4. Have no effect in the CVP value

Increased CVP values may result from:
• Hypervolemia, as with sudden fluid shifts or volume overload
• Interference with the ability of the right ventricle to pump blood, such as in tricuspid valve regurgitation or tricuspid stenosis, right ventricular failure or infarction, increased pulmonary vascular resistance, or cardiac tamponade
• Increased systemic vasoconstriction
• Left ventricular failure

 

Question 40

Which of the following factors influence the central venous pressure (CVP) measurement?

  1. Bicuspid valve function
  2. Right ventricular pressure
  3. Intravascular volume
  4. Systemic venous return

The placement of a central venous catheter provides for the measurement of the right atrial pressure, which represents the filling pressure of the right atrium. Systemic venous return, intravascular volume, tricuspid valve performance, myocardial function, and right ventricular pressure all affect the right atrial pressure.

 

Question 41

The lateral decubitus view is a frontal radiographic projection whereby the side down can be evaluated for presence of ____________________.

  1. A pleural effusion; a pneumothorax
  2. Consolidation; atelectasis
  3. A pleural effusion; consolidation

The lateral decubitus position is a frontal projection performed with the patient lying on either the right side (right lateral decubitus) or on the left side (left lateral decubitus). The down side can be evaluated for presence of fluid, such as a mobile pleural effusion, and the up side will demonstrate free air, such as in the case of a pneumothorax (air in the pleural cavity). Dech-ray tube in front of the patient’s chest?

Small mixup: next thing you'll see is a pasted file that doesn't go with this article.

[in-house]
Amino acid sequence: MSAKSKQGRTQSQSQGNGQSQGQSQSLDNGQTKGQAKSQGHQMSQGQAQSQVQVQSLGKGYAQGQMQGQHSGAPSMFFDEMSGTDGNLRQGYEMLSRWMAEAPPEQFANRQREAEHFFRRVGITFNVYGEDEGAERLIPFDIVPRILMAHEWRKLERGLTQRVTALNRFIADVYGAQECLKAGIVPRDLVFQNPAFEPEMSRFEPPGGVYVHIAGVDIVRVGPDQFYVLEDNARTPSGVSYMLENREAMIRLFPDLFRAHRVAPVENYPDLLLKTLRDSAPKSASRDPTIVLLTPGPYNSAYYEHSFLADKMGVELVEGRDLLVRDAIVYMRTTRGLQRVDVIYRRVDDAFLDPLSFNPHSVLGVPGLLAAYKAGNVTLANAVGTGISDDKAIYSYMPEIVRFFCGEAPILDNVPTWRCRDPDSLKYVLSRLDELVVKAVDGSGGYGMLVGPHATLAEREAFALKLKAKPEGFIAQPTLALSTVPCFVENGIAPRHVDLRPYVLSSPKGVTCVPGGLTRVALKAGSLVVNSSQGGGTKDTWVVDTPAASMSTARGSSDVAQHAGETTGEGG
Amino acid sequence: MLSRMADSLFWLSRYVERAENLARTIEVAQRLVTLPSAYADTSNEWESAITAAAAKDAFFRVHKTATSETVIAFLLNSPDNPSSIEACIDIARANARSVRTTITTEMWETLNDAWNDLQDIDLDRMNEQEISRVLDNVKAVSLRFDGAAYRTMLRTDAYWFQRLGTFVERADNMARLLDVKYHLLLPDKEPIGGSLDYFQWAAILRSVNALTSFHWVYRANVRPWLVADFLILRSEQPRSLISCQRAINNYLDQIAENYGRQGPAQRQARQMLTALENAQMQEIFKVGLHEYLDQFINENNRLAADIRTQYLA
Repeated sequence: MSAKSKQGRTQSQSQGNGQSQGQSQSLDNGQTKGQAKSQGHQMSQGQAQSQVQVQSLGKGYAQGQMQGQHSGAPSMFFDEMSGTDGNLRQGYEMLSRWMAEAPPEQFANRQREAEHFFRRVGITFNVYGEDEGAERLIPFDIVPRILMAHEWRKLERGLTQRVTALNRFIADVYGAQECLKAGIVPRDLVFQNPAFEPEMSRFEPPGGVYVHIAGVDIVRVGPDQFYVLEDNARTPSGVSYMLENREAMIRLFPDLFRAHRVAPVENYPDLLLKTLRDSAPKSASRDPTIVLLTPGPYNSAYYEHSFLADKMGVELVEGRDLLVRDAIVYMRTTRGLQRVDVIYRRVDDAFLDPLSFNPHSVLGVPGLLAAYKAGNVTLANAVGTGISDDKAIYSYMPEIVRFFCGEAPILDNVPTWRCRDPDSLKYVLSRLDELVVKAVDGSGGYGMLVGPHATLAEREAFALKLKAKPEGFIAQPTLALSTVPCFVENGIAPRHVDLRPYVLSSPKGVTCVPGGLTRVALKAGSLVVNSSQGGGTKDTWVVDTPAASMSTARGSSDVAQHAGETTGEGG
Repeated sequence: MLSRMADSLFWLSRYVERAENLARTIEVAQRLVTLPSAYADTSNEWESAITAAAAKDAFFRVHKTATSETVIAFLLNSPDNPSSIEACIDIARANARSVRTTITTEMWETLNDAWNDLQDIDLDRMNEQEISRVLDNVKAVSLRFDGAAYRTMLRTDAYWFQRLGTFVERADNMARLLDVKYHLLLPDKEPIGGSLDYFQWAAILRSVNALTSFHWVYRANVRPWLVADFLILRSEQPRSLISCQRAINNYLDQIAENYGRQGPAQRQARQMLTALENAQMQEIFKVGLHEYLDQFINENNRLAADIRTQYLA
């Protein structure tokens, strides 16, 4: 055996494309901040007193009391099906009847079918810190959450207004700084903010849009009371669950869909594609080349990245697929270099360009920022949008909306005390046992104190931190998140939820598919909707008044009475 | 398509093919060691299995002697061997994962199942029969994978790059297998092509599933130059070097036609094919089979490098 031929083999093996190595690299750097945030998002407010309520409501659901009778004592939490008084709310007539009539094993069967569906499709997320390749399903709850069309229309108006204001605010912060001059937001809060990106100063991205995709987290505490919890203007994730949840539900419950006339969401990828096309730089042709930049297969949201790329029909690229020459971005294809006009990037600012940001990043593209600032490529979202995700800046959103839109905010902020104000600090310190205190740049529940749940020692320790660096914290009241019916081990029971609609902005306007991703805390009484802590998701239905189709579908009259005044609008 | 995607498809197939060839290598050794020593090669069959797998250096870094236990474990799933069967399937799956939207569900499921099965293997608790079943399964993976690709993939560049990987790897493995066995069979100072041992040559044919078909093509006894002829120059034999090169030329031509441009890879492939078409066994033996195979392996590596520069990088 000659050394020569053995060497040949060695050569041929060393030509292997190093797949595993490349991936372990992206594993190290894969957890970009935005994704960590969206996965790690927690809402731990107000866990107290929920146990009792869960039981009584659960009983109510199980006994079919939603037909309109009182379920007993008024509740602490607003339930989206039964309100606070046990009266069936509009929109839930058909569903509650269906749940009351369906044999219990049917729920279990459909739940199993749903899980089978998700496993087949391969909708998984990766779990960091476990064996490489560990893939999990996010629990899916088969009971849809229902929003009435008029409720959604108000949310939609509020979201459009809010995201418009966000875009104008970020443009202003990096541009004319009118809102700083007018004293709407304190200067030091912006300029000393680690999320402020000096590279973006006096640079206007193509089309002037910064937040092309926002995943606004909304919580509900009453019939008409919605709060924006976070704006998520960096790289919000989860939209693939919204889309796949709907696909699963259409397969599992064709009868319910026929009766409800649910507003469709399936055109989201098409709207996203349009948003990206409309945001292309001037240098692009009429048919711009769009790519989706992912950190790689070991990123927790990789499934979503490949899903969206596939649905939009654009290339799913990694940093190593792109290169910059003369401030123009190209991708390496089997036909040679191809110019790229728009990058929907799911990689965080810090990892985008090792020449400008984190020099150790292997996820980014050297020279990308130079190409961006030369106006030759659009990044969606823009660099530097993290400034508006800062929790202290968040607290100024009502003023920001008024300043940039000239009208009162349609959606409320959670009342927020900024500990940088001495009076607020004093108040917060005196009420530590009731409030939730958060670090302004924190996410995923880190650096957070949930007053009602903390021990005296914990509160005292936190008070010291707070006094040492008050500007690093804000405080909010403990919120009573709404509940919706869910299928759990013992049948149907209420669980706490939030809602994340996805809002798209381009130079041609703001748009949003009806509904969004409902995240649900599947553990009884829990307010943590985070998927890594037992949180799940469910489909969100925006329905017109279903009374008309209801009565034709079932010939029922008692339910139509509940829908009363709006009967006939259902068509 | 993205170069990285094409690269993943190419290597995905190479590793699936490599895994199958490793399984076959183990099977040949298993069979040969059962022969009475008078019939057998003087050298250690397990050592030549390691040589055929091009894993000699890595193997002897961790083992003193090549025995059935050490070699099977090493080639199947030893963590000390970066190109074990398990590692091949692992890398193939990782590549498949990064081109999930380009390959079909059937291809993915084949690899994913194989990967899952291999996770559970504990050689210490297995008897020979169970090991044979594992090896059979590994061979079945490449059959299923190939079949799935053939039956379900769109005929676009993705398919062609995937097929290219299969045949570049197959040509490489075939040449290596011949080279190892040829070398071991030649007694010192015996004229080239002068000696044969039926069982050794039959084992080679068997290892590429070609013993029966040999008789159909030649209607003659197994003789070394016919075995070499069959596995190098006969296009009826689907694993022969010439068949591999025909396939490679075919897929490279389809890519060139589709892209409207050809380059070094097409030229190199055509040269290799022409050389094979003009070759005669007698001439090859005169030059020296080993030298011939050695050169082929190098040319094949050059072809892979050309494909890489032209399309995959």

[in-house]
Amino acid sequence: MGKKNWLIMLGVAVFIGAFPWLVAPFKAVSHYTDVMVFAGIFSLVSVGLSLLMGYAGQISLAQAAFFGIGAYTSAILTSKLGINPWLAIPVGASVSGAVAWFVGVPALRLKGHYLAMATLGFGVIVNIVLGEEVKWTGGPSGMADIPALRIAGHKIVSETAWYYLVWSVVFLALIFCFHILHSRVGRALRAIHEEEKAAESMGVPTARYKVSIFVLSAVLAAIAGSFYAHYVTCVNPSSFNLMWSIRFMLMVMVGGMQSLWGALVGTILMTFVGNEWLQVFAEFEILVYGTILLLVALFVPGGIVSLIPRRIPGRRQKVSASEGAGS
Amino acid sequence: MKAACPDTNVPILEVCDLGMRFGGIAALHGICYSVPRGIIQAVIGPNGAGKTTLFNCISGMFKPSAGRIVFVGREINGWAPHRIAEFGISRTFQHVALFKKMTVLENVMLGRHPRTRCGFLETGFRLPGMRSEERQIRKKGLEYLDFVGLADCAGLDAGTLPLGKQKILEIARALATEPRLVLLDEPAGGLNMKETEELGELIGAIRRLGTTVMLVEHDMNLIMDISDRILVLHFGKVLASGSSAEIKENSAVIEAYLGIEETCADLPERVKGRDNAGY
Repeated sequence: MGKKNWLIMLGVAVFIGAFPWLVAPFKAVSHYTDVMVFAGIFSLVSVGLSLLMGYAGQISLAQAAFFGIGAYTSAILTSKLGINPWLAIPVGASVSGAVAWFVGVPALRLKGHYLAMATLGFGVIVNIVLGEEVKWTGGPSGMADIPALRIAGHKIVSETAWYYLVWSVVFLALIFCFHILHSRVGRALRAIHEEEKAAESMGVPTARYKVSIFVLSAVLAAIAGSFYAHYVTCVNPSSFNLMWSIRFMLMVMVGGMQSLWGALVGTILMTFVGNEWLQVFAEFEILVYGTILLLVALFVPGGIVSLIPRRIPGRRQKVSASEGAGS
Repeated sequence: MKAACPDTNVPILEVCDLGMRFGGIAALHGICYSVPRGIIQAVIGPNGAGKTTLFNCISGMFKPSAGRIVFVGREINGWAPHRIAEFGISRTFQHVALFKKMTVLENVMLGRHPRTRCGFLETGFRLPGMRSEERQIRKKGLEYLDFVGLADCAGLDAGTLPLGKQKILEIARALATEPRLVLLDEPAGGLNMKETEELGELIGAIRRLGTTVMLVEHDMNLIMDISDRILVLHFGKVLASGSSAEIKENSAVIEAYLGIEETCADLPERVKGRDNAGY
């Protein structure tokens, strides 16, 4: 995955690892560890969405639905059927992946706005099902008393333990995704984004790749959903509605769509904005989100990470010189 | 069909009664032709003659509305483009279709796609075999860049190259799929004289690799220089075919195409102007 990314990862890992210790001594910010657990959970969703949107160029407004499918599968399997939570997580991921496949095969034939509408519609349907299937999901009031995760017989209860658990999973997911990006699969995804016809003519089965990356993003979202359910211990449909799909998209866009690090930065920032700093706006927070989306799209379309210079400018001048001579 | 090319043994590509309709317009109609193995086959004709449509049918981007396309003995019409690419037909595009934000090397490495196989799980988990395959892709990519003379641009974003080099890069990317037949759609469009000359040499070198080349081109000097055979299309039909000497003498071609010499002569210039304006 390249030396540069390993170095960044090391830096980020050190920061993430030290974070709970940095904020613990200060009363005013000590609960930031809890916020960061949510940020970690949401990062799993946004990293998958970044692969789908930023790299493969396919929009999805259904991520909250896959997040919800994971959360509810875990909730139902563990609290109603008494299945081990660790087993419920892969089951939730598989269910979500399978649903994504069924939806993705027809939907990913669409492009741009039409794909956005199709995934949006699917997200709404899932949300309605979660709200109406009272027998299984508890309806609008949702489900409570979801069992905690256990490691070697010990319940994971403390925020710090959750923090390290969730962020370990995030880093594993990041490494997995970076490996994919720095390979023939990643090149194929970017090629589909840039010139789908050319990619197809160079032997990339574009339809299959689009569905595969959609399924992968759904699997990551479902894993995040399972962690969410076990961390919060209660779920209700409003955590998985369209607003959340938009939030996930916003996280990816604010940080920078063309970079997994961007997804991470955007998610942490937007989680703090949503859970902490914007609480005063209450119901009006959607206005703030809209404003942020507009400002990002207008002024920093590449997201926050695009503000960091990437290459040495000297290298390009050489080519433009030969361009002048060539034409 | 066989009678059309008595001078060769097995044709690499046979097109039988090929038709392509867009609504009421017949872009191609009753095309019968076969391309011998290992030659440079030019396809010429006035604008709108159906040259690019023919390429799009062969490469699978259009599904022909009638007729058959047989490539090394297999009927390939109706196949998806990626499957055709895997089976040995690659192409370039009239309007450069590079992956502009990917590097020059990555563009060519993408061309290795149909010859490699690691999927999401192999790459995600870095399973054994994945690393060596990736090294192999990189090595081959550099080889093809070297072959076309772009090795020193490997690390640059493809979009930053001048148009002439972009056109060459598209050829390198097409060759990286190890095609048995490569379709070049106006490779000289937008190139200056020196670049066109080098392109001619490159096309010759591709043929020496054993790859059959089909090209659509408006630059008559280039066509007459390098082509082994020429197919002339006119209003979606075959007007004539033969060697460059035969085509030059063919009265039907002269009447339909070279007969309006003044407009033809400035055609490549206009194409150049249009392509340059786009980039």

Question 42

A 12-hour-old infant is experiencing respiratory distress, and the neonatologist orders a heel stick to assess the infant’s oxygenation status. What action should the therapist take at this time?

  1. Perform the heel stick as ordered.
  2. Instead of using the newborn’s heel, the therapist should use a finger as the site.
  3. Inform the physician that this procedure is inappropriate at this time.
  4. Explain to the doctor that an arterial puncture procedure is appropriate.

A capillary puncture is contraindicated in neonates less than 24 hours old. A newborn has a low systemic output, and vasoconstriction tends to be maximal during this stage secondary to a decrease in environmental temperature and an increase in circulating catecholamines. Capillary blood sampling is not recommended in a patient with decreased peripheral blood flow, especially in the case of hypotension.

 

Question Answer
Which of the following are potential sources of stress for the parents of sick neonates? Personal and family background,Situational conditions,Enviornmental stimuli
Ground transport is usually selected for neonatal transport if the referring hospital is less than _____ miles from the level III NICU. 100
If the barometric pressure at 7000 ft is 590 mm Hg, what is the partial pressure of oxygen in the atmosphere? 124 mm Hg
Sadness and its avoidance are found in which stage of grief? Stage IV
Which of the following is a common cause of problems with home apnea monitoring? Frequent false alarms.